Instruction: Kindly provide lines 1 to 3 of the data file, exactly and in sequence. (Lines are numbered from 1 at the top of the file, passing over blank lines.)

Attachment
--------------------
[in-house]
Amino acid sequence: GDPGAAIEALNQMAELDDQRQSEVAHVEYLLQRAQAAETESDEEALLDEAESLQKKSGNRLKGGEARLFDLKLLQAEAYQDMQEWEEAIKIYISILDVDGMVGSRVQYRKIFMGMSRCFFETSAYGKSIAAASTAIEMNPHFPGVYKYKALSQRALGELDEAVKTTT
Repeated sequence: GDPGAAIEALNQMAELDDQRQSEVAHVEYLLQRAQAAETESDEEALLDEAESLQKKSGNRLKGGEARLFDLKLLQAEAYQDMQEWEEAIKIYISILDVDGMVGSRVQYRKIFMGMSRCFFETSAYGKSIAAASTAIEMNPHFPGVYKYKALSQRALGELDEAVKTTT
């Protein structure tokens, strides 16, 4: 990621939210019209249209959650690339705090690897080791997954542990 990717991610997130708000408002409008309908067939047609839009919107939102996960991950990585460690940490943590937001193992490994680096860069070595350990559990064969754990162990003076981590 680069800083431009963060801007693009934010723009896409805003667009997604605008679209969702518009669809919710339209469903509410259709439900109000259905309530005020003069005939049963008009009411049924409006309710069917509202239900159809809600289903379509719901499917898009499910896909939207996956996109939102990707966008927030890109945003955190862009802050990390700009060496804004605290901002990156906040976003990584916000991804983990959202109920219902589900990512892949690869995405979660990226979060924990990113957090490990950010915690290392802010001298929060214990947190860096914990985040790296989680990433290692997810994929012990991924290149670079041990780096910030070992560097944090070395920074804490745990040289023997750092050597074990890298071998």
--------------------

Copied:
[in-house]
Amino acid sequence: GDPGAAIEALNQMAELDDQRQSEVAHVEYLLQRAQAAETESDEEALLDEAESLQKKSGNRLKGGEARLFDLKLLQAEAYQDMQEWEEAIKIYISILDVDGMVGSRVQYRKIFMGMSRCFFETSAYGKSIAAASTAIEMNPHFPGVYKYKALSQRALGELDEAVKTTT
Repeated sequence: GDPGAAIEALNQMAELDDQRQSEVAHVEYLLQRAQAAETESDEEALLDEAESLQKKSGNRLKGGEARLFDLKLLQAEAYQDMQEWEEAIKIYISILDVDGMVGSRVQYRKIFMGMSRCFFETSAYGKSIAAASTAIEMNPHFPGVYKYKALSQRALGELDEAVKTTT